#googleplusupdate is trending and again, it is an effort to build on Google's social network. Two new tools are introduced in this update. One is Auto Hashtag, which seems to be borrowed from Twitter, while the other is Photo Text, which brings back memories of the basic LOLCats effect.
The Auto Hashtag option is a good tool for users on Google+ to know what people are talking about on Google+. Along with it, it even helps in talking about the trending topics all over the world, especially whats going on outside one's social network.
Chris Messina, an open web advocate had something to say about the Hashtag tool. His Google Plus profile read, “From current events (#SOPA) to the arts (#MonochromeMonday) and all those photo tags ),+#hashtags are a great way to build communities around content on Google+.”
He even explained the tool usage as, “When you start typing a hashtag in a post or comment, Google+ will present a list of hashtags you might be looking for,” while he suggested users to give it a try adding, “Less hashing, more tagging, that’s what we say! Give it a try, and let us know what you think!”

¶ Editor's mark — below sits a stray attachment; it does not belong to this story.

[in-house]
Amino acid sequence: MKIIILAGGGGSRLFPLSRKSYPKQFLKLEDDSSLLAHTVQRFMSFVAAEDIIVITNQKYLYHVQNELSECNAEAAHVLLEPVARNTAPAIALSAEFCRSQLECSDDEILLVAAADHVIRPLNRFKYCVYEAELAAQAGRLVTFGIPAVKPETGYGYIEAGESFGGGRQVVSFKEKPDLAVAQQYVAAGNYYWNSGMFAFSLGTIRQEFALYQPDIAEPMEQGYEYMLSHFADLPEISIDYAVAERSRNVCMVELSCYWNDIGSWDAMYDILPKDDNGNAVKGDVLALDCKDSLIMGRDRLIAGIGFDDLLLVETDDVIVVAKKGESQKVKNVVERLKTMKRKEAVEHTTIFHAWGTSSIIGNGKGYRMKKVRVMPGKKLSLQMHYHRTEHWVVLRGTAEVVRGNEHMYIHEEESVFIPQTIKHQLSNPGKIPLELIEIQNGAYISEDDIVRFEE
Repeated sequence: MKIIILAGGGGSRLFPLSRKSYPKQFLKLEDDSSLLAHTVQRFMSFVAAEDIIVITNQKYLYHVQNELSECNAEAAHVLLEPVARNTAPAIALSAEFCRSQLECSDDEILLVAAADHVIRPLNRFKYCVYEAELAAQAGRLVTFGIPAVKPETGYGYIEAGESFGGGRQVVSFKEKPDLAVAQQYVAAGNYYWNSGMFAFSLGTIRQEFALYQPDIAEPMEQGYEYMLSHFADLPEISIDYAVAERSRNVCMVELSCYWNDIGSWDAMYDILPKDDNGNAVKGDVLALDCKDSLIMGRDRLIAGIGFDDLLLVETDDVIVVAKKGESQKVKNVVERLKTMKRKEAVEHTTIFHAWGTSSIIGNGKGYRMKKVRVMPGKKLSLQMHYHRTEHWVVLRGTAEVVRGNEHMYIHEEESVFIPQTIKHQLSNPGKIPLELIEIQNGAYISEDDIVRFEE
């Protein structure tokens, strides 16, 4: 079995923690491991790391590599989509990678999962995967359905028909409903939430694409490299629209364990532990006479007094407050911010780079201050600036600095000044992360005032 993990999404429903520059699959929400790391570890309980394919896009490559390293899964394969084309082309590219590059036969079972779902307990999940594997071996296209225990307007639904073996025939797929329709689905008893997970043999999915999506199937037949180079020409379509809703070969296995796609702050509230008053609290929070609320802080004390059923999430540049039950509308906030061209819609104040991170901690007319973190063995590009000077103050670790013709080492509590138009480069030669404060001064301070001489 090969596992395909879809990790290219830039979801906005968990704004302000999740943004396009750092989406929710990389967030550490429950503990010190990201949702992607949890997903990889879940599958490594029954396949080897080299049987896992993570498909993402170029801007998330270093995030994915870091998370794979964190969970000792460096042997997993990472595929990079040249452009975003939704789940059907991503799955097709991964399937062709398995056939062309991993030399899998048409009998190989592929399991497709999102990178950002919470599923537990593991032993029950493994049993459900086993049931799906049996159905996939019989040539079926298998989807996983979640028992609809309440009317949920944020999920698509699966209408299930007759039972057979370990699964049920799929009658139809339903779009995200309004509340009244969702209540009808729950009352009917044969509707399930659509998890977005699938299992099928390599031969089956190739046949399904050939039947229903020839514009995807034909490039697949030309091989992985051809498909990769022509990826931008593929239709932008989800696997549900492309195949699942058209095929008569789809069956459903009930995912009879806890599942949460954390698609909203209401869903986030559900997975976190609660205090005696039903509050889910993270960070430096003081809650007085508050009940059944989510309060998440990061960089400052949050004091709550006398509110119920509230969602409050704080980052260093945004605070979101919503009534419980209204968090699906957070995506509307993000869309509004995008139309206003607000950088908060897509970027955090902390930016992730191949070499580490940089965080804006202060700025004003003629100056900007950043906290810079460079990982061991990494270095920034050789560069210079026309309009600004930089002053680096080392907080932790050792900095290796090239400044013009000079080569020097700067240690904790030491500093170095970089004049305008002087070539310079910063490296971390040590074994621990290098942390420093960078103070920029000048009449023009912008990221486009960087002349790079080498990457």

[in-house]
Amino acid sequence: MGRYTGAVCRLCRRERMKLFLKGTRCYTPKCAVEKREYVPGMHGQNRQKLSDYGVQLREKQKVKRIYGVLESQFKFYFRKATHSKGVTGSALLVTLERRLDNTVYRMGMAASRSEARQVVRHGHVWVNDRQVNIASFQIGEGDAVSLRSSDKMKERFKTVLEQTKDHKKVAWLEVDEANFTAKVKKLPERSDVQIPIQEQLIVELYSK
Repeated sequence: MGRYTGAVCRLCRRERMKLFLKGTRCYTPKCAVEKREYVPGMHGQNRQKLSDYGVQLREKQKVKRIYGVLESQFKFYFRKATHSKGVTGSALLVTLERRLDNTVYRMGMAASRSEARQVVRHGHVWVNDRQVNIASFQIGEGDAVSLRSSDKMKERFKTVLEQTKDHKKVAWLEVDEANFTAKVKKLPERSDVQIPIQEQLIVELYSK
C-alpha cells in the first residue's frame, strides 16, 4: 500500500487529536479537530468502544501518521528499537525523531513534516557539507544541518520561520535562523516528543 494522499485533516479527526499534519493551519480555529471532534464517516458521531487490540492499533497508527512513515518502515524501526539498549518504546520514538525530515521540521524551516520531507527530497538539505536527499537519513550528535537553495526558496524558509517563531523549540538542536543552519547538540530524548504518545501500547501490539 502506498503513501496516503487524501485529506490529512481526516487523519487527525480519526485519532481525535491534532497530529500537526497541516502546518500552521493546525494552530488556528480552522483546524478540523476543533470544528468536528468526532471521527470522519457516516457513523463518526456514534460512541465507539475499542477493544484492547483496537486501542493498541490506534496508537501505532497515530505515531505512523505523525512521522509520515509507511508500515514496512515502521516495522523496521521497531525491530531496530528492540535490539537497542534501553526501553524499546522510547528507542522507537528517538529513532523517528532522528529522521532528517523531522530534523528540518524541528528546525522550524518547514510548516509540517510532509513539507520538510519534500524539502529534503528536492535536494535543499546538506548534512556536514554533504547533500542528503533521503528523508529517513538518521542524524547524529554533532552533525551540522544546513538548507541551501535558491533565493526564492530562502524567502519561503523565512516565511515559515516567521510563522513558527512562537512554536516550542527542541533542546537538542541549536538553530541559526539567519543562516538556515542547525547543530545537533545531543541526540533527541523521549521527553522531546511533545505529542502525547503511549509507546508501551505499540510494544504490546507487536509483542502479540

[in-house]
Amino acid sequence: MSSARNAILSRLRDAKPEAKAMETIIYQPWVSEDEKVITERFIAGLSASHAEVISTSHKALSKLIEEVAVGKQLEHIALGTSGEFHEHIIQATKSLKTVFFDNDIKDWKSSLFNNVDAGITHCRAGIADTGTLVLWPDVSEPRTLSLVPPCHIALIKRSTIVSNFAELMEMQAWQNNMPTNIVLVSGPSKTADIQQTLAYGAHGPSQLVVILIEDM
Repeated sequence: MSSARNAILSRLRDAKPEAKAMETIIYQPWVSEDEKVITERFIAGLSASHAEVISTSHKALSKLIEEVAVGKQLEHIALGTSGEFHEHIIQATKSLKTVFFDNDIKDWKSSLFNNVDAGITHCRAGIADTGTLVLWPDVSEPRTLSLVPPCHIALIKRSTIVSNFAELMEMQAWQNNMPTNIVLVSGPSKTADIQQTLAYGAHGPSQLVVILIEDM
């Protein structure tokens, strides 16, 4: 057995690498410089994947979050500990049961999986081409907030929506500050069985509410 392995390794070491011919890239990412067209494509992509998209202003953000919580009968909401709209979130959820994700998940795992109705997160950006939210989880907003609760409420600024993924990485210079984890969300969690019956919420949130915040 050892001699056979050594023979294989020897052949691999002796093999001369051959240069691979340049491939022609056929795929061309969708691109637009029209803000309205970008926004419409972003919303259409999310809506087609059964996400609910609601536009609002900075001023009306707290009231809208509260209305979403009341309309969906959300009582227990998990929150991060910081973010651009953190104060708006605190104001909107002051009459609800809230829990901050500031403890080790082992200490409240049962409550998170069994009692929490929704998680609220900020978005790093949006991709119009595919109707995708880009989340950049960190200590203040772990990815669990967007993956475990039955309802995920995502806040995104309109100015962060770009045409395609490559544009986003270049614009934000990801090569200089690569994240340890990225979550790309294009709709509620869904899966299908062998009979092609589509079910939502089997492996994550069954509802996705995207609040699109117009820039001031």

The Google+ usability is quite low, as compared to other popular social networking site, such as Facebook and Twitter. However, continued efforts from Google+ would make the platform more user friendly and even attract traffic. So, the rolling out of this feature will help ease the task to some extent.
Here is a video posted by Chris, to explain the simple hashtagging:
Talking about the other feature, it is more on the funny side, rather than bringing out one's creativity. The new text option for photos help users in adding text to an image, which is like a basic text-editing tool. However, one can make use of this tool instantly, while uploading the image, which is a point that falls in its favor.
With events like 'Oppose SOPA' or any other event, users can upload photos and add in their thoughts on that particular event.
But as a basic tool, it does not allow users to increase the size of the text, which means that for larger images, this won't do any good.
However, the process is no where near to being difficult. One just has to drop a photo into your share box, click add text. Clicking on it opens a new window, wherein the image is on one side and on the other side, three lines are placed. The option allows users to add lines above, in the middle, and / or below the picture. There are even options to place each line in the left side, or on the right or middle.
The first feature might be a much more useful tool, as far as users are considered, but the second tool is a time waster, which will be liked by many.
On the whole, these tools might be good, but would not really pull in crowds to use Google+.